99.7 ± 44.5

 

116.6 ± 49.7

  

  12 W-0 W

1.0 ± 33.8

0.8812

4.2 ± 45.0

0.6156

0.7787

8-OHdG

     

  baseline at 0 W

12.20 ± 6.55

 

12.31 ± 8.88

  

  at 12 W

13.10 ± 7.39

 

12.43 ± 15.46

  

  12 W-0 W

0.90 ± 7.30

0.5533

0.12 ± 17.29

0.9699

0.8252

hs-CRP

     

  baseline at 0 W

2194.4 ± 4079.1

 

2052.2 ± 3816.2

  

  at 12 W

1202.0 ± 1424.2

 

3322.7 ± 7813.6

  

  12 W-0 W

−992.4 ± 3609.6

0.1911

1270.5 ± 5592.1

0.2233

0.0783

PTX-3

     

  baseline at 0 W

1.606 ± 0.733

 

2.461 ± 2.989

  

  at 12 W

1.491 ± 0.585

 

1.848 ± 0.790

  

  12 W-0 W

−0.115 ± 0.462

0.2334

−0.613 ± 2.542

0.1967

0.3012

e-GFR

     

  baseline at 0 W

66.8 ± 20.8

 

63.6 ± 20.8

  

  at 12 W

62.2 ± 17.8

 

61.4 ± 19.9

  

  12 W-0 W

−4.6 ± 9.7

0.0301

−2.1 ± 7.7

0.1306

0.3007

GIP: gastric inhibitory peptide, GLP-1: glucagon-like peptide-1, HDL-C: high density lipoprotein cholesterol, MDA-LDL: malondialdehyde-modified low density lipoprotein, 8-OHdG: 8-hydroxy-2’-deoxyguanosine, hs-CRP: high-sensitivity C-reactive protein, PTX-3: pentraxin-3, e-GFR: estimated glomerular filtration rate. Data are expressed as mean ± SD.

The primary endpoint

Change in FMD (ΔFMD) was significantly improved after 12 weeks of treatment in both groups (sitagliptin: +1.11, 95% CI: 0.07-2.16 versus voglibose: +0.98, 95% CI: 0.04-1.91), and there was no significant difference in ΔFMD between the two groups (Table 2 and Figure 2).
https://static-content.springer.com/image/art%3A10.1186%2Fs12933-014-0110-2/MediaObjects/12933_2014_Article_110_Fig2_HTML.jpg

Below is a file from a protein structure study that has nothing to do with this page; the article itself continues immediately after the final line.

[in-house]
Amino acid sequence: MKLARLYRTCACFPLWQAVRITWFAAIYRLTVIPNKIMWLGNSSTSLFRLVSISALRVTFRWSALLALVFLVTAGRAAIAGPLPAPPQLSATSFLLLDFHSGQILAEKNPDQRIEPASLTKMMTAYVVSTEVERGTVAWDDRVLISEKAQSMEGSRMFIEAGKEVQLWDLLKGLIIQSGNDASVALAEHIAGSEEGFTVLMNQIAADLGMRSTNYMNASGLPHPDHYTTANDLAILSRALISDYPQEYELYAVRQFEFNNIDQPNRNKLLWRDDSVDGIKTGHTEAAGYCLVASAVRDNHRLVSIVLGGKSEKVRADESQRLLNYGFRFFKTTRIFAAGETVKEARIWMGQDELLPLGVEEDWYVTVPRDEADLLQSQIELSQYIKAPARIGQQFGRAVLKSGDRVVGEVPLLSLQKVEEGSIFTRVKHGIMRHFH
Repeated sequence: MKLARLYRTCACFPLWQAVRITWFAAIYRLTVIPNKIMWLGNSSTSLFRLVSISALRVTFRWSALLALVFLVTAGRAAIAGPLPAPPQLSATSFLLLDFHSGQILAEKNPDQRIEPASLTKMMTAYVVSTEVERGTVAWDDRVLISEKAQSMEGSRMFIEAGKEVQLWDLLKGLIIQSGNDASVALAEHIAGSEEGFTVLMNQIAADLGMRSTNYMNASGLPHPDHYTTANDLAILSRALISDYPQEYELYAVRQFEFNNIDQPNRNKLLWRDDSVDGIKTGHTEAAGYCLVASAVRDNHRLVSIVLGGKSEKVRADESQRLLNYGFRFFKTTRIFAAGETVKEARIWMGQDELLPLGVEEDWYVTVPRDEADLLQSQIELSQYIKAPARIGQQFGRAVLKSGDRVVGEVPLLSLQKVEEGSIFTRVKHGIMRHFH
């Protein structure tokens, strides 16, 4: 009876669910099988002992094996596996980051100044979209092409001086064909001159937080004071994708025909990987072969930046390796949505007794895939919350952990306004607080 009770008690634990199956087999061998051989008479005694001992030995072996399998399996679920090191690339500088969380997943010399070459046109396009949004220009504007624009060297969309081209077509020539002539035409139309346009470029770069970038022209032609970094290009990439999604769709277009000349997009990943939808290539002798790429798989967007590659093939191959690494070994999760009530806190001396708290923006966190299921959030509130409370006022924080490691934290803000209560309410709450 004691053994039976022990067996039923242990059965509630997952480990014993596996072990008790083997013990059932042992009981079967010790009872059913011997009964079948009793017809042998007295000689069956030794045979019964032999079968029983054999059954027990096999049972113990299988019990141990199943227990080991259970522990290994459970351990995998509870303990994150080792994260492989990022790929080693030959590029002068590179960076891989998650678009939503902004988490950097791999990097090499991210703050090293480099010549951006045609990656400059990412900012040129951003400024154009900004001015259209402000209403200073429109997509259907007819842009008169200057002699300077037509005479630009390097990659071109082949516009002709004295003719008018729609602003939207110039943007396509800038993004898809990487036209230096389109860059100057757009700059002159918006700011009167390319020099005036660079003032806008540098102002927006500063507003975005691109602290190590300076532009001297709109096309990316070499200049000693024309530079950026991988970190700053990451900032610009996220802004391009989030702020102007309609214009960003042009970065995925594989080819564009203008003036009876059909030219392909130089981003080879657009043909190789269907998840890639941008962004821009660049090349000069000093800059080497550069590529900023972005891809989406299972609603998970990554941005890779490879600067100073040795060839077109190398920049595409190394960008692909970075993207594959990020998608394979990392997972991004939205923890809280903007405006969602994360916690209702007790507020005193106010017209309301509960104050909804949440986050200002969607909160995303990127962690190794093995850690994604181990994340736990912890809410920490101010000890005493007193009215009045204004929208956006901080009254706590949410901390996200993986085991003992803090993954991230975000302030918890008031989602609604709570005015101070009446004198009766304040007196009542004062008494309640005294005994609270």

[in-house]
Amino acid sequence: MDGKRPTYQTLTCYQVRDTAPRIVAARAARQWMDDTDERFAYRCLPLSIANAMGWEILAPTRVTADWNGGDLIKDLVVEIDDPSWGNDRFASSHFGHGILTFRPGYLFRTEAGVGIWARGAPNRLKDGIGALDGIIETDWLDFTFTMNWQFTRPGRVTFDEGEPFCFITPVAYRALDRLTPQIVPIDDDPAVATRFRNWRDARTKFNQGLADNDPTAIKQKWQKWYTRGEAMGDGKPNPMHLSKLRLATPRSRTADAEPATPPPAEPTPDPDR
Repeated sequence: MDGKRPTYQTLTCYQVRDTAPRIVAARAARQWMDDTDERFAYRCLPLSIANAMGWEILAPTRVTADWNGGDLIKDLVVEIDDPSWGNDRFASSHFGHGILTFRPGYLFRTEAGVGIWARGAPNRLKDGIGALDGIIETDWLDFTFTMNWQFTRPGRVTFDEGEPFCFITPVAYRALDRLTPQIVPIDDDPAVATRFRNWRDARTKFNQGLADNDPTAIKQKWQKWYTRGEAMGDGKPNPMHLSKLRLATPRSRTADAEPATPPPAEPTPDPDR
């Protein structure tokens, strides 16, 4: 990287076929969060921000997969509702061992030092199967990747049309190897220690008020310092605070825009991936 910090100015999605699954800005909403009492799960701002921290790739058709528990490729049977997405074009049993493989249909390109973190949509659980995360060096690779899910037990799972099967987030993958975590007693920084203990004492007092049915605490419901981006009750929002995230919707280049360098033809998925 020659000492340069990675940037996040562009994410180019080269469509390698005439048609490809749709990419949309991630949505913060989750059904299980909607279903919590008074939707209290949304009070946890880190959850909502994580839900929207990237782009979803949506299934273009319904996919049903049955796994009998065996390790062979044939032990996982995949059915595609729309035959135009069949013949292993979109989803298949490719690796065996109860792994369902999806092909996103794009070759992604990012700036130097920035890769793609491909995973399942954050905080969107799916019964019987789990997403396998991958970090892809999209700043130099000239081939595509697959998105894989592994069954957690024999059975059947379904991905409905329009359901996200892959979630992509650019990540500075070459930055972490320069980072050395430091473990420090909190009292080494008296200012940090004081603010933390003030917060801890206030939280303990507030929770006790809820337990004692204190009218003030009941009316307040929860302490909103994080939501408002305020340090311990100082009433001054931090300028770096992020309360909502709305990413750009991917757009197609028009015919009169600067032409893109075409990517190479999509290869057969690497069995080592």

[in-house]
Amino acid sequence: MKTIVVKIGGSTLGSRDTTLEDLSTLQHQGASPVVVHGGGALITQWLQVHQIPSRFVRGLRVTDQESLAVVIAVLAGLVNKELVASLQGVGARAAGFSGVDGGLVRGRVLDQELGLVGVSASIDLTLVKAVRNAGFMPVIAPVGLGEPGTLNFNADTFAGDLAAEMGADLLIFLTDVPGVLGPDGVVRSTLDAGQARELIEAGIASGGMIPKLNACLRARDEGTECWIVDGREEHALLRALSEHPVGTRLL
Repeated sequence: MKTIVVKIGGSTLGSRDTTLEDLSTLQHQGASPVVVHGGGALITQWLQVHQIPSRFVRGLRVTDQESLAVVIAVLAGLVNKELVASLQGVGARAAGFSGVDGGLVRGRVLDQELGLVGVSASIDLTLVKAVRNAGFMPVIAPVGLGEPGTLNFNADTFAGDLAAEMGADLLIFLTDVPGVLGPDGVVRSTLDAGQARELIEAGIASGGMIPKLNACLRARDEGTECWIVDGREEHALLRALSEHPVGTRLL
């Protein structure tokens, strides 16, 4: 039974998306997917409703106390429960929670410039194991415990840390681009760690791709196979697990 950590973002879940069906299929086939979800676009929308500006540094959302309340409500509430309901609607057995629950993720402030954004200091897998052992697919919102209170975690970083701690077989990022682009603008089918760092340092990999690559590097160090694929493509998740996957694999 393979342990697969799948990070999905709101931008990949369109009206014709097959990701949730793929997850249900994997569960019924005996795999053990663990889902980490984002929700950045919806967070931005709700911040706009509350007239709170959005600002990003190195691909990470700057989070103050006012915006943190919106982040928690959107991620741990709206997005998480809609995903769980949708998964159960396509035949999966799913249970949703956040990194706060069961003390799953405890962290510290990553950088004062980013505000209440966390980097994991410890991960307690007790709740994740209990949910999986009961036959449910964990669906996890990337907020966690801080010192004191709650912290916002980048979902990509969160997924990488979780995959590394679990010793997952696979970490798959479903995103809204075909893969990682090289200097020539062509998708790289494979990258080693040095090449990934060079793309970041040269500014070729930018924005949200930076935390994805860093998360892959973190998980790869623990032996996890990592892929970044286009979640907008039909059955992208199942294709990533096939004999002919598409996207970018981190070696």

Figure 2

Adjusted changes in FMD (ΔFMD) in the sitagliptin and voglibose groups. Values are the least square means (95% CI). The least square means (95% CIs) were derived from ANCOVA adjusted for the baseline FMD, age, sex, current smoking, diabetes duration and BMI. ΔFMD was significantly improved after 12 weeks of treatment in both groups, and there was no significant difference in ΔFMD between the two groups.

Secondary efficacy measures

There were no significant differences in changes in HbA1c, GIP, GLP-1, C-peptide, lipid profile, oxidative stress marker, inflammatory marker and eGFR between the two groups (Table 3). Sitagliptin tended to increase GLP-1 levels after 12 weeks of treatment (0 week: 5.71 ± 5.92 versus 12 weeks: 8.25 ± 6.37 pmol/L, P = 0.0611), but voglibose did not change the levels (0 week: 6.65 ± 10.18 versus 12 weeks: 6.66 ± 6.15 pmol/L, P = 0.9973). Compared with voglibose, sitagliptin significantly increased circulating CD34, a marker of positive endothelial progenitor cells (P < 0.05) (Table 3 and Figure 3).
https://static-content.springer.com/image/art%3A10.1186%2Fs12933-014-0110-2/MediaObjects/12933_2014_Article_110_Fig3_HTML.jpg
Figure 3

Changes in CD34 in the sitagliptin and voglibose groups. A. Circulating CD34 levels at 0 week and 12 weeks in the sitagliptin and voglibose groups. *P < 0.05 vs. 0 W, paired t-test. B. Change in CD34 from the baseline to the end of follow-up (ΔCD34). **P < 0.05, Student’s t-test.

Adverse events

Adverse events were observed in 5 patients in the voglibose group (Table 4). There were no serious side effects in either group.